Introduction: Streptococcus sanguinis is a primary colonizer in oral biofilm formation, often implicated in infective endocarditis. Methods to control oral biofilm formation are yet to be developed. Garlic (Allium sativum) has shown antimicrobial activities against many pathogen species. We sought to observe the potential of garlic extract to inhibit bacterial adherence to hydroxyapatite (HA) discs as a model of the tooth surface. Methods: Susceptibility of S. sanguinis ATCC 10556 to garlic extract was examined by minimum inhibitory concentration (MIC) test using broth microdilution method. For bacterial adherence assay, saliva-coated HA discs were incubated with various concentrations of extract then stimulated with S. sanguinis ATCC 10556 suspension. Adherent bacteria were stained with 0.1% crystal violet and measured at 595 nm using a microplate reader. A qualitative method to test bacterial motility was performed using Motility Indole Ornithine (MIO) medium. Results: The result of minimum inhibitory concentration test showed that MIC value for garlic ethanolic extract was at a concentration of 625 μg/ml. Moreover, garlic extract inhibited bacterial adherence to HA discs starting at concentration of 62.5 μg/ml. The inhibition of bacterial motility can be observed, indicated as limited the diffused growth of bacteria closer to the inoculating line. Observation using SEM confirmed these results. Conclusion: This present study suggest that garlic extract has the ability to inhibit S. sanguinis adherence to HA discs involving inhibition of bacterial motility, with the optimal concentration being 500 μg/ml.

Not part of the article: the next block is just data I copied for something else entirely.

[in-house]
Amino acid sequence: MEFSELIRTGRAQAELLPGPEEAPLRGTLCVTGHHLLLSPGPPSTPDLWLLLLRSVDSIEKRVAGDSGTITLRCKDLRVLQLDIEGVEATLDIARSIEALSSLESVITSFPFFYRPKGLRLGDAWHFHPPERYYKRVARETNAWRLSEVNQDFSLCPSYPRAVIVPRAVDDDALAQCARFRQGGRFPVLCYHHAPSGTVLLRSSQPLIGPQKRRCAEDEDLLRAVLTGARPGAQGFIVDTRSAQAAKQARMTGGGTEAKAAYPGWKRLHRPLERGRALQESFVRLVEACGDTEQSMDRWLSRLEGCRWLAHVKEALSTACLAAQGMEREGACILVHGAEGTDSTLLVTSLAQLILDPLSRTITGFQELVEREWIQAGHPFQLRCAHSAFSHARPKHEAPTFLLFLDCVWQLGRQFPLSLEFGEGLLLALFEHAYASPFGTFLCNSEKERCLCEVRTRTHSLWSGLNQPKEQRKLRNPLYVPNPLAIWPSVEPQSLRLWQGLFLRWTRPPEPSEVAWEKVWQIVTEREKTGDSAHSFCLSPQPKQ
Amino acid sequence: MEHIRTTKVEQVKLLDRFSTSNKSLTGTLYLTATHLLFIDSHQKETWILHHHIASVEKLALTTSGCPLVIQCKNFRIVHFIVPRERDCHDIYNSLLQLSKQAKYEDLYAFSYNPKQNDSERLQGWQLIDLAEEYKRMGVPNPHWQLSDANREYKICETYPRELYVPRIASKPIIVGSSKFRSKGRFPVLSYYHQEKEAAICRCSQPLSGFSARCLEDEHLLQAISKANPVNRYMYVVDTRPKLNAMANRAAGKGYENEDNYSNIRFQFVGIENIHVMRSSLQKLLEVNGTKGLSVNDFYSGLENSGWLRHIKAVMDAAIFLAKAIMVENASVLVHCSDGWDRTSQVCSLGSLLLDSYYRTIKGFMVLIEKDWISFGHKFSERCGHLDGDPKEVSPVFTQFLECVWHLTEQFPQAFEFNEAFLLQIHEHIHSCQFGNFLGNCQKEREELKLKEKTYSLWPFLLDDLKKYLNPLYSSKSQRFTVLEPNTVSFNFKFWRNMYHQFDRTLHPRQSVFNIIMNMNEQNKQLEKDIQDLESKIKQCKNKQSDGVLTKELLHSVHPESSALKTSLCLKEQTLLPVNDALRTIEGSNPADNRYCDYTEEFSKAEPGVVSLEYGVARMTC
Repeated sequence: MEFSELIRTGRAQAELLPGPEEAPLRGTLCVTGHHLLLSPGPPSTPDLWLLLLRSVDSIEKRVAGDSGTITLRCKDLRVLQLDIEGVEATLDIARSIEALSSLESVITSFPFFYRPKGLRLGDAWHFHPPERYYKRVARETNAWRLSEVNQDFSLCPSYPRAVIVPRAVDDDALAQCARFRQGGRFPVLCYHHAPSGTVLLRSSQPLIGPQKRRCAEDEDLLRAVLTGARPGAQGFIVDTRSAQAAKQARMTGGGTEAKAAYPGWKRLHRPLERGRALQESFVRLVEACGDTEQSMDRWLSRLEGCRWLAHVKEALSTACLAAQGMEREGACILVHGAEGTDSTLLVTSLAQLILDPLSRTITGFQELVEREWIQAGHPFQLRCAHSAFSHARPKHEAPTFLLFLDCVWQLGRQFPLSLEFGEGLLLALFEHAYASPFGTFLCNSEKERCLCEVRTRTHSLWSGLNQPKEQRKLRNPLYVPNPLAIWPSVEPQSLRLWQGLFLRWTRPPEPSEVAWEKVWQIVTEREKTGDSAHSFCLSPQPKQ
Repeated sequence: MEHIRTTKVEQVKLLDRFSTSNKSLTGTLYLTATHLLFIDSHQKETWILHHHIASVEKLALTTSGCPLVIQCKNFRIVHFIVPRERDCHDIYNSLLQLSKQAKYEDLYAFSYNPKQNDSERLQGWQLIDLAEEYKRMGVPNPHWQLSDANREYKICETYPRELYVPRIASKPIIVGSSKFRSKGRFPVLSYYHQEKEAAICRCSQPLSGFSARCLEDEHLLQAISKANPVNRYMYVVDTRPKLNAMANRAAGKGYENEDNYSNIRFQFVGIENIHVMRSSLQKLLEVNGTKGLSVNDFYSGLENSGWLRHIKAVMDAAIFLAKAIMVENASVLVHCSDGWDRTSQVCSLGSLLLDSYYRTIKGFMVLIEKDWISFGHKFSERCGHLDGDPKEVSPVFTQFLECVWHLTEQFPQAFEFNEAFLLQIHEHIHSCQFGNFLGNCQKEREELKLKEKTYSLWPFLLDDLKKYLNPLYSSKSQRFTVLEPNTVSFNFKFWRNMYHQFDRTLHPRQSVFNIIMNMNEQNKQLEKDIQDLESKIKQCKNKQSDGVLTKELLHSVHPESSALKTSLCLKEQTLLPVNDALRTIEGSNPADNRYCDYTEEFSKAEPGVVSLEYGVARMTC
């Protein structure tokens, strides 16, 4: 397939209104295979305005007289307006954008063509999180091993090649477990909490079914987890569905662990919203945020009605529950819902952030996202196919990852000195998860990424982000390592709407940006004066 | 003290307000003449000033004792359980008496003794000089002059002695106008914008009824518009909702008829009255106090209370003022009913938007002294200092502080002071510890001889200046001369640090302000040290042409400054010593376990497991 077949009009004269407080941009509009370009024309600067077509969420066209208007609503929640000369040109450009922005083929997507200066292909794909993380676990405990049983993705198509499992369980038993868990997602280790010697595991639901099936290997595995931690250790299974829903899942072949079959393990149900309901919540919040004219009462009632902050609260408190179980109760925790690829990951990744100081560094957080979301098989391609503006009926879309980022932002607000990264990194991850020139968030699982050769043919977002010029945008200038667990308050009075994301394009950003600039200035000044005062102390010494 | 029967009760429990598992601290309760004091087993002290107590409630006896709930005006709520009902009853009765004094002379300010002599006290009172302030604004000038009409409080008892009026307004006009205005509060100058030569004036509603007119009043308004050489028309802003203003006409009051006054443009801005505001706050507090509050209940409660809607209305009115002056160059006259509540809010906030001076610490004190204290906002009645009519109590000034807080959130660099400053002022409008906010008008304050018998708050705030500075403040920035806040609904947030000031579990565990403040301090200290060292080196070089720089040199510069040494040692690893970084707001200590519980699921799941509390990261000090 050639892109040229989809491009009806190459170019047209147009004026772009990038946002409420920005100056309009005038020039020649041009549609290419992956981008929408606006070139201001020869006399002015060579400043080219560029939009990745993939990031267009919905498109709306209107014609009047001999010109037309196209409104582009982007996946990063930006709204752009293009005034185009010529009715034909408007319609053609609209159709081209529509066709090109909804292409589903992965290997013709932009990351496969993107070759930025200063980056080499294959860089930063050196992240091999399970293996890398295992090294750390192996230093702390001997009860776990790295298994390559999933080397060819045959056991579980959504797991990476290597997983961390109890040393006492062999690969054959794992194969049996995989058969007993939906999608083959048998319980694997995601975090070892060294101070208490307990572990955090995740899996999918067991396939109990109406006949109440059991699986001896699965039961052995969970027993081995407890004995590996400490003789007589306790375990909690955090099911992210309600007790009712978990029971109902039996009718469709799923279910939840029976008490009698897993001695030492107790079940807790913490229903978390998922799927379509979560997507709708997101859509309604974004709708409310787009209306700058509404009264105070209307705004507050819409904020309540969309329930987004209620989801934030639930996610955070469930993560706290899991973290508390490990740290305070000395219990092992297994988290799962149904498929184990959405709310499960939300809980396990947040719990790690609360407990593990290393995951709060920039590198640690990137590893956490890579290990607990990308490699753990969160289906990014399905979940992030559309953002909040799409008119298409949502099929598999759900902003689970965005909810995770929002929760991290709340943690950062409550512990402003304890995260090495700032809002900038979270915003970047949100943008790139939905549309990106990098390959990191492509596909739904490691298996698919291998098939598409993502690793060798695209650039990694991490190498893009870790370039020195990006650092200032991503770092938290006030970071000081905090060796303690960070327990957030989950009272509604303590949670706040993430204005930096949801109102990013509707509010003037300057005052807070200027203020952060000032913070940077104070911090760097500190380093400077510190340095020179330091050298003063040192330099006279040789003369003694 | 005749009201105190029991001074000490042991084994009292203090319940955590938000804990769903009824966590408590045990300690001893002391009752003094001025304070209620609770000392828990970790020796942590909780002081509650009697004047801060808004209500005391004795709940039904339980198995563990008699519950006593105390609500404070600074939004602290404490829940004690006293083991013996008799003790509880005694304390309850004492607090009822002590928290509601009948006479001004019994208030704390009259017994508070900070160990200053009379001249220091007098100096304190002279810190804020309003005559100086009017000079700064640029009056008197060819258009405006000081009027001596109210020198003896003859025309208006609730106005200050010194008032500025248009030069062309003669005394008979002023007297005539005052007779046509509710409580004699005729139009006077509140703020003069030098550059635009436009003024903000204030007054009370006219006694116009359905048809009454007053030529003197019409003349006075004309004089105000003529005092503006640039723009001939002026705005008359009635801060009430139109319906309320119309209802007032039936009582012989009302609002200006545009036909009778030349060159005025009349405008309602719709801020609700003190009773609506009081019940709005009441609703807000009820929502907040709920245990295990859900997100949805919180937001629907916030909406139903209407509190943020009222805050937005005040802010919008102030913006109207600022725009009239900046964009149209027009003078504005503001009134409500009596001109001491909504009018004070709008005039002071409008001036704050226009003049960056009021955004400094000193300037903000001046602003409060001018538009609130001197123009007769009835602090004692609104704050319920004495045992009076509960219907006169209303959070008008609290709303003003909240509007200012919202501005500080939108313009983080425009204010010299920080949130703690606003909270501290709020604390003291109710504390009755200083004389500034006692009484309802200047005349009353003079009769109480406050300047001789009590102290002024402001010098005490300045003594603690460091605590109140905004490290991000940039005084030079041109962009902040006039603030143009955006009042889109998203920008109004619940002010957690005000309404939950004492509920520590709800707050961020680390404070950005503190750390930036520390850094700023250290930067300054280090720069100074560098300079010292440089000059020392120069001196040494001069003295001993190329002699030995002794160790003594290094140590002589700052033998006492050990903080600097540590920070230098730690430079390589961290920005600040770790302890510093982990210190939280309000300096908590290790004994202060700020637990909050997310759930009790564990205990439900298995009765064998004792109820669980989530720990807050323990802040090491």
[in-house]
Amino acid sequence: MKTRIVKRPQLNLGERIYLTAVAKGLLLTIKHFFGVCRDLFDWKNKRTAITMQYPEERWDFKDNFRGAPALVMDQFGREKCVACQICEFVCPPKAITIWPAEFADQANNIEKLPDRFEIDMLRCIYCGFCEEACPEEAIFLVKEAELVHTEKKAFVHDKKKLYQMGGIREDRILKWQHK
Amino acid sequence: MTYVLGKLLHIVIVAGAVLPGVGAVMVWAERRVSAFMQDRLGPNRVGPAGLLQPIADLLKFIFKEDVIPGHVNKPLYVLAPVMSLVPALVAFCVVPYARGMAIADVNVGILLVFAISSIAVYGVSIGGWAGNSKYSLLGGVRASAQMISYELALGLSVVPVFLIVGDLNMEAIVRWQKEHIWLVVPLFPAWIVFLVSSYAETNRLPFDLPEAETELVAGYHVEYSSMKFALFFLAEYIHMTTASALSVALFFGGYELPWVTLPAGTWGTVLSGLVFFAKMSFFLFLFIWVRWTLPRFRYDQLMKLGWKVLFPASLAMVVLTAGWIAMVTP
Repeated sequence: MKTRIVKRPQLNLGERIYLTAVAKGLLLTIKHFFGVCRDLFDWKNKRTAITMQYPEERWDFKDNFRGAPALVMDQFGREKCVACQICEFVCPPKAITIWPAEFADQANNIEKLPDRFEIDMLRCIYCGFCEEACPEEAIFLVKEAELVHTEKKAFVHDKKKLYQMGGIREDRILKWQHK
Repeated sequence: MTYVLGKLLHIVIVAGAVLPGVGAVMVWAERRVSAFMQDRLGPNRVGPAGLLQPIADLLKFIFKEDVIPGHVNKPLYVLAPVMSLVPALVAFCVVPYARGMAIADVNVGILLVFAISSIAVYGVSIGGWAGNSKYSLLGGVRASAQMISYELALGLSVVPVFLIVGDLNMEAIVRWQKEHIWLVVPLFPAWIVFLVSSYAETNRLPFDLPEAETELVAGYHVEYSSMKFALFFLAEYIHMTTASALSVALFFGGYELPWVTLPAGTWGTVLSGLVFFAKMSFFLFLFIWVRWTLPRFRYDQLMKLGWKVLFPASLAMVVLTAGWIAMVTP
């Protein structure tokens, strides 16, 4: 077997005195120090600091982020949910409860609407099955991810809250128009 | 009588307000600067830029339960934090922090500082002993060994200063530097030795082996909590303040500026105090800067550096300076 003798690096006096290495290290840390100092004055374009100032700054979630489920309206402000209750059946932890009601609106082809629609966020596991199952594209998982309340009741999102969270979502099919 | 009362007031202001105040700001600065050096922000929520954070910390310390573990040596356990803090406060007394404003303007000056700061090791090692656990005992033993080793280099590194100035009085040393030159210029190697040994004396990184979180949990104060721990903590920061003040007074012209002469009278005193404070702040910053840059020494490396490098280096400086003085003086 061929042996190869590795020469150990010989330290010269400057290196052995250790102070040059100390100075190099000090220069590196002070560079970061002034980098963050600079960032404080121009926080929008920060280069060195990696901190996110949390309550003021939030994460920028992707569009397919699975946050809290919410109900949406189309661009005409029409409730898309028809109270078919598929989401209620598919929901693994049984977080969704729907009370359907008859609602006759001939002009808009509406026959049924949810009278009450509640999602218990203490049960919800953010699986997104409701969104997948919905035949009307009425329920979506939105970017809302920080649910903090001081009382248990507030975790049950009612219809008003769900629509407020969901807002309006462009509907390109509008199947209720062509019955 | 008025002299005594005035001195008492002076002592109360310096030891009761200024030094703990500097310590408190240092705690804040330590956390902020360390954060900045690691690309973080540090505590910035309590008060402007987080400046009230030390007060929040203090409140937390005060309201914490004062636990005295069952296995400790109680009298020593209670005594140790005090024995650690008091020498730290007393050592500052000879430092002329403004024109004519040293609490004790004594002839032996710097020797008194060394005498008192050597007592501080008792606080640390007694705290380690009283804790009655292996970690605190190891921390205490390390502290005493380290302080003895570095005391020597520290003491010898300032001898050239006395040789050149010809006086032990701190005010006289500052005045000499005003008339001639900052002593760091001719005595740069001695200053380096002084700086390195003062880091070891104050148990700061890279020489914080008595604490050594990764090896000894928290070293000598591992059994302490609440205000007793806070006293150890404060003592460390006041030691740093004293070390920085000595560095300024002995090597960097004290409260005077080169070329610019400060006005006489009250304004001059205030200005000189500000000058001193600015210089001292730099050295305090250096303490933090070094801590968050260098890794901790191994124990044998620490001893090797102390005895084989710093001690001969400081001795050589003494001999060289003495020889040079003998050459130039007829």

|Number of pages||6|
|Journal||Malaysian Journal of Medicine and Health Sciences|
|Publication status||Published - Apr 2021|
- Bacterial motility
- Streptococcus sanguinis
ASJC Scopus subject areas